comparing finding to relevant research

Previously conducted studies gave insight to the results and findings within the research question. A series of common themes started to arise and form a pattern, relating to secondary research results. Firstly Lumseden and Stanwick (2012) research illustrated that one main reason for gap year was to work. This allowed the gap taker to gain financial sustainability, a common theme that was found in this study. Curtis (2014,p.110) stated the need to accumulate funds is a main benefit of a ‘gap year’. It created opportunities to save and to cover expenses to financially support themselves while studying. Thus this study concluded that gaining financial sustainability made studying easier and university life more enjoyable. Secondly Snee (2014,p.843) suggested a gap year allows opportunity to engage in individualized, reflexive and identity work. To gain skills and knowledge while travelling by having fun, thus clarifying that the participants that took part in this research found by becoming mature and more independent, created a better attitude about their studies. Which in return received a break from stress that was carried through high school, making the respondents ready to study and choose the right future degree, making it more enjoyable experience. Thirdly Jones (2004,p.53) stated one benefit of a gap year is to develop on their future career choices, by gaining experience in the workforce. Which enables participates to gain skills to continue studying and enhancing their education performance at university (Jones, 2004, p.53). Giving the gap taker the opportunity to try out different occupations and make informed career choices. Thus this research paper found participates where able to choose their degree course with ease, making their university experience more enjoyable because they knew that this course was for them, a sense of self worth.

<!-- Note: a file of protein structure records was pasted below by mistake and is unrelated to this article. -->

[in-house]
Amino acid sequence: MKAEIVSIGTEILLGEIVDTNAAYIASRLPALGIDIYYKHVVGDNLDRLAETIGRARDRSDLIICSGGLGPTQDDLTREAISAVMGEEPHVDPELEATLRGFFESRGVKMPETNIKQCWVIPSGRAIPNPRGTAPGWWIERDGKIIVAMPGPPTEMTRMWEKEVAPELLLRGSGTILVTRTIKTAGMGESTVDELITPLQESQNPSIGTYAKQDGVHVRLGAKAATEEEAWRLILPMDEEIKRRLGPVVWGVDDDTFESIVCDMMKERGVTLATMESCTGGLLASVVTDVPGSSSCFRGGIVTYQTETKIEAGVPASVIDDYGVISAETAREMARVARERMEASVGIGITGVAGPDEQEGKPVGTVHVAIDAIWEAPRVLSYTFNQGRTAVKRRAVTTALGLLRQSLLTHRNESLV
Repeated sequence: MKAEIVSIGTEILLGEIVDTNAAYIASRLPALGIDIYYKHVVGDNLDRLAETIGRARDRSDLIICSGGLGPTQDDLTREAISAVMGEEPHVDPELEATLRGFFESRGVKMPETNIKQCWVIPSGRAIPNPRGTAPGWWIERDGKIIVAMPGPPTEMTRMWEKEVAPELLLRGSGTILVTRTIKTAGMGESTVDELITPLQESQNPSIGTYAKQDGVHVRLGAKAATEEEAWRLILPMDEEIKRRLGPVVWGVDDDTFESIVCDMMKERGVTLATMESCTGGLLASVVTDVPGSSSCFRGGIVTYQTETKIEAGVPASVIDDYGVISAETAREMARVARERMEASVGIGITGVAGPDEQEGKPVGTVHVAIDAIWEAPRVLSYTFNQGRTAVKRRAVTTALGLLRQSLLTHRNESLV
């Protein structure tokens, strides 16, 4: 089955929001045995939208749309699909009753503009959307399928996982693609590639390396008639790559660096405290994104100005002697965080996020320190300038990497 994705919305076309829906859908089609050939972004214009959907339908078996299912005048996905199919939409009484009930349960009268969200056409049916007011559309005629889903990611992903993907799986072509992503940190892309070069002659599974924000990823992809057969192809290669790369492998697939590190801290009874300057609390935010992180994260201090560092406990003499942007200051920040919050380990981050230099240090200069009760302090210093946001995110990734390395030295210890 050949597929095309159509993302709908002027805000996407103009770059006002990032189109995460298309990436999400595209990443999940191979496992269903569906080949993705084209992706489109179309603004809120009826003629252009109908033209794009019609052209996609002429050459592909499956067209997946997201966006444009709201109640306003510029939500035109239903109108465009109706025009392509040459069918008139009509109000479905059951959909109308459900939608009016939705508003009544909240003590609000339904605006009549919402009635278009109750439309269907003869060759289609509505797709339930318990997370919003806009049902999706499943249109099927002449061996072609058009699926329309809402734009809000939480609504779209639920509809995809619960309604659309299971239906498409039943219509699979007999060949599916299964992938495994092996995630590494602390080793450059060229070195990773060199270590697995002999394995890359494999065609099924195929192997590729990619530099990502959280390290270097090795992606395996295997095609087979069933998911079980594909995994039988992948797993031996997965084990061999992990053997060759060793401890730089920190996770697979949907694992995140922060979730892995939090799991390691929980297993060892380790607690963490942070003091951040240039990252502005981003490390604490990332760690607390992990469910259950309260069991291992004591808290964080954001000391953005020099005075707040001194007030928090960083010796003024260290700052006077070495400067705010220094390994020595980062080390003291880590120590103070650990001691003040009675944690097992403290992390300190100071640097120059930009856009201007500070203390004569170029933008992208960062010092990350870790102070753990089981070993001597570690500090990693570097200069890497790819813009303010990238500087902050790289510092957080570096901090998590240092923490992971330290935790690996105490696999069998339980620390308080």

focus group results

Out of the 5 participants 4 had previously taken a gap year, while 1 participant choose not to participate in a gap year. These participants where carefully selected for this research paper, to gain a deeper insight on the topic and research question to create a balance and ethical view points. All participants will remain confidential and will be referred to as participate- A and Participate- B for their privacy throughout this report.

Common themes within the focus group discussion:

  1. Financial growth: 4 out 5 agreed that a gap year was beneficial due to the reason of finical growth. They where able to save enough money in order for them to safely feel ready to study and live without the stress university life can bring. 2 participants agreed that financial reason was their main influence in taking the ‘gap year’; both participants live on campus and needed the money in order to study their chosen degree. They were more relax when it came to studying, as they knew they could afford life outside of university. Resulting in participants being more focused during study while enjoying university life. However participate- C disagreed and said that their gap year didn’t help them to achieve finical gain, this was due to the participate using their saved money by travelling, therefore creating more stress when studying.